The Planning Board voted 7-2 at Monday’s meeting to remove both articles regarding tree protection from the 2021 Town Meeting warrant, deeming that they needed further input from developers and the real estate community before proceeding to Town Meeting. The board decided to send the issue back to the Zoning Advisory Committee (ZAC) for further discussion.
Rob Benson and Deb Fein-Brug opposed the decision.
Board member Mary Larson-Marlowe, who also chairs ZAC, gave a presentation on what the two bylaws — one a general bylaw and the other zoning, with very similar language — would entail. She explained that the bylaws came about as a result of commercial ground-mounted solar installations and sought to prevent the clear-cutting of trees for such arrays. However, Massachusetts general law prohibits a bylaw that specifically restricts solar development.
“We certainly wanted to look at this from a more town-wide and development-wide viewpoint,” she said. The primary concern was regarding the removal of older trees, particularly in residential areas.
As a protection measure, one of the things that was considered was how to measure the amount or percentage of trees that could be cleared. The calculation that would be used is called a basal area.
“Ultimately we did find a measurement called basal area that is a measurement that combines the size which is a measurement of the area of tree trunks and the number of trees into a single unit,” said Larson-Marlowe. It is calculated per acre and is determined by a cross-section of the diameter of the trees.
As per the proposed bylaw, 20 percent cutting of the basal area that exists at the onset could be cut in residential and agricultural zone, and 70 percent in the commercial and professional development zones. If the applicant agreed to replant trees elsewhere, a greater percentage could be cut.
Exemptions to the bylaw would be for any site less than or equal to one acre, any site zoned for a one- or two-family home, and any developments that use the open space land preservation development (OSLPD) bylaw, according to Lawson-Marlowe. Also included would be property in an agricultural zone, the removal of dead or hazardous tree limbs, and public works projects. Trees smaller than 3 inches in diameter also are not part of the bylaw.
One concern raised by chair Gary Trendel is that, after a home is built on a lot of several acres and sold, the cleared lot might then be subdivided and a solar array could be built.
“There’s always loopholes,” Larson-Marlowe replied.
Concern about loopholes was one issue that prevented the measures from moving forward. Another was the desire that developers and realtors be given input.
Chuck Joseph, a real estate agent and developer, said he was not in favor of the bylaw in its current form. He opposed the basal area as a measurement guide, noting it is “primarily a forest management tool.”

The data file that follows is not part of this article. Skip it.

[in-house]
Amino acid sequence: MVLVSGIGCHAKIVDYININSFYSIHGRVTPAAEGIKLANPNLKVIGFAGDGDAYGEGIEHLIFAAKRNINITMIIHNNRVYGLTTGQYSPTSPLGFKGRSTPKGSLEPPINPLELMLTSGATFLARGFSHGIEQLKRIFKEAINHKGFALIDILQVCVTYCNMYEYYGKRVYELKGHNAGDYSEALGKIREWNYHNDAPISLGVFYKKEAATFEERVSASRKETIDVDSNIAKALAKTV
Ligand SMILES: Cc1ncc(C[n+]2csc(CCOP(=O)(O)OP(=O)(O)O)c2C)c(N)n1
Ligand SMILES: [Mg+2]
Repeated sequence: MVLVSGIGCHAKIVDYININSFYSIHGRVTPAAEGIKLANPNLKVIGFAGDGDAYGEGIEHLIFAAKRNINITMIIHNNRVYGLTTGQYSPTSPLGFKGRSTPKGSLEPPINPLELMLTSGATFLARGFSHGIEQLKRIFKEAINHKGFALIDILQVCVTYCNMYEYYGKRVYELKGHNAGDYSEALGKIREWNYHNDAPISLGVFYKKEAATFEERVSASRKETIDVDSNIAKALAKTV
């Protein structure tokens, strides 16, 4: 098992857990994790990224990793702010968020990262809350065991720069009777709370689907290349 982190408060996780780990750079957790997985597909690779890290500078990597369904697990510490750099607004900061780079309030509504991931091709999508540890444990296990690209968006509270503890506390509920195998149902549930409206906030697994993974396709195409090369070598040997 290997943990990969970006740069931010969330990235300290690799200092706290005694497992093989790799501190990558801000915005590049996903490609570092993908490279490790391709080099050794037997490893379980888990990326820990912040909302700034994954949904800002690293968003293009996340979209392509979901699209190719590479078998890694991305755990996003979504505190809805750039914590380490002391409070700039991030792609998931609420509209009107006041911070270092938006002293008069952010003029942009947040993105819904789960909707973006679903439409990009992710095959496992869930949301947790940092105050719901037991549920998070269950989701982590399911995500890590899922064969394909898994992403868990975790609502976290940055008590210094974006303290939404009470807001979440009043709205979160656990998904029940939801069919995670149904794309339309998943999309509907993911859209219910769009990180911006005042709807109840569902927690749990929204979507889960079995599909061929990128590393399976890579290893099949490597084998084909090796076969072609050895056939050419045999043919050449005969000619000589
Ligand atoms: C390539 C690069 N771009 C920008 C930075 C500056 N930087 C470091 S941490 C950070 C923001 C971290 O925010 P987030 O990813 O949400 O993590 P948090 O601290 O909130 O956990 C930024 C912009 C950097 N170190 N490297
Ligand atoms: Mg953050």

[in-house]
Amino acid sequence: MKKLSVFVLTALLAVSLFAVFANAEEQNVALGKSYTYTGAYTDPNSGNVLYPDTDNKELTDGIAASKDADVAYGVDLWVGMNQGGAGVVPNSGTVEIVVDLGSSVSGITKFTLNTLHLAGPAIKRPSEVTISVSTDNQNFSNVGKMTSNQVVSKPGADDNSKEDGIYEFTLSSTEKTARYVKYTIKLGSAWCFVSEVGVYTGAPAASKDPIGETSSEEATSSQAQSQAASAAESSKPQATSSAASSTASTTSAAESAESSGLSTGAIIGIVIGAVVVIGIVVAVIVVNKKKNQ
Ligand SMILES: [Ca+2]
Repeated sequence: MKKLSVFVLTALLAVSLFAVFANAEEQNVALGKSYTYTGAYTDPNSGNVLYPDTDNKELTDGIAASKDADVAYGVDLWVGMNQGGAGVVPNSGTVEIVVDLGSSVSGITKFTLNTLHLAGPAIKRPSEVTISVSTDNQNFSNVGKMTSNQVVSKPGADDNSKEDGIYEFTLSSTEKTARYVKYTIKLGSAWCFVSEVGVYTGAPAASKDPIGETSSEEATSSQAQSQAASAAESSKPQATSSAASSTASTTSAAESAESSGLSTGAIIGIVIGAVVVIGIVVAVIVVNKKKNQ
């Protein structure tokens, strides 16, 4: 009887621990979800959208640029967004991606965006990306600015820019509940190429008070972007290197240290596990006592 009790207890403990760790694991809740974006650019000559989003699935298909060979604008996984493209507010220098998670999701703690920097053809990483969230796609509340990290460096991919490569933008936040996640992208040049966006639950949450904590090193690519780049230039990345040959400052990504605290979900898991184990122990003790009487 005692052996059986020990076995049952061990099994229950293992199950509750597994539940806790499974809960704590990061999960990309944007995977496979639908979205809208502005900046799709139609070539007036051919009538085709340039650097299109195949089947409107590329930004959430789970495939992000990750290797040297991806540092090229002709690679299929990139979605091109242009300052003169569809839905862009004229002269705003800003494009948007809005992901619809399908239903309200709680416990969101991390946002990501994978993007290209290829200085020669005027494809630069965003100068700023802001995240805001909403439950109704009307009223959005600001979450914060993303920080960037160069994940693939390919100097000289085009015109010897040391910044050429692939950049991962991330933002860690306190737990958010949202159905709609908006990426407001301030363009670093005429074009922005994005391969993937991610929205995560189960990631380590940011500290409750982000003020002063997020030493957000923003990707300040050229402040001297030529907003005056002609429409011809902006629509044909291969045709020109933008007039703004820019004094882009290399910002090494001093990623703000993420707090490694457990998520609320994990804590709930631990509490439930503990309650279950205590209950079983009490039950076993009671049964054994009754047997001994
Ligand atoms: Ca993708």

“I think it’s a significant misapplication of this formula in this context,” he added.
Bryan Brown, vice president of the Hopkinton Chamber of Commerce Board of Directors, said the proposal seems rushed.
“What other opportunities will the town miss out on, great projects that we haven’t even thought of yet?” he asked.
In addition, the Hopkinton Chamber of Commerce’s Economic Development Committee submitted a letter to the Planning Board dated Feb. 25 expressing “our overwhelming opposition to the tree protection article.”
“We would ask that the Planning Board look at alternative strategies that focus clearly on solar development instead of a dangerous blanket bylaw which creates more red tape, confusion and contradictions,” the letter stated.
ZAC member Ron Foisy urged the Planning Board to “take the foot off the accelerator” and bring the bylaws up for consideration at the 2022 Town Meeting, with developer and realtor input.
Jeff Doherty said the bylaws would undercut his business. He has had a Massachusetts forestry program on his lot for 36 years. Large trees have been harvested, and the market has crashed, he said. On the other hand, firewood sales have exploded.
“If this bylaw goes into place, you’re taking away my livelihood,” he said.
Trendel said the overall idea was sound, but “the devil is in the details.” Municipal projects and forestry programs could be added and the basal percentages could be reviewed.
Mental Health part of community development
Dawn Alcott Miller, director of Hopkinton Youth & Family Services, gave a presentation to the Planning Board about the correlation between community planning and mental health. She explained that, particularly in the suburbs, young people tend to feel that the communities are not designed for them. Some factors include lack of transportation, affordable housing away from town centers, and lack of youth centers.
One aspect she thought could be brought to the concept of planning is adding in pocket parks, perhaps as a way to connect trails with sidewalks as a resting place.
“It really comes down to the look and feel of safety,” Alcott Miller explained. “Is there adequate transportation for all residents? Is the low-income housing just as nice as other housing? Or is it built in a way that creates less dignity and less sense of self-worth?”
Arts, culture, education and inclusion of people with disabilities and of all cultures were other tools she recommended to connect in planning.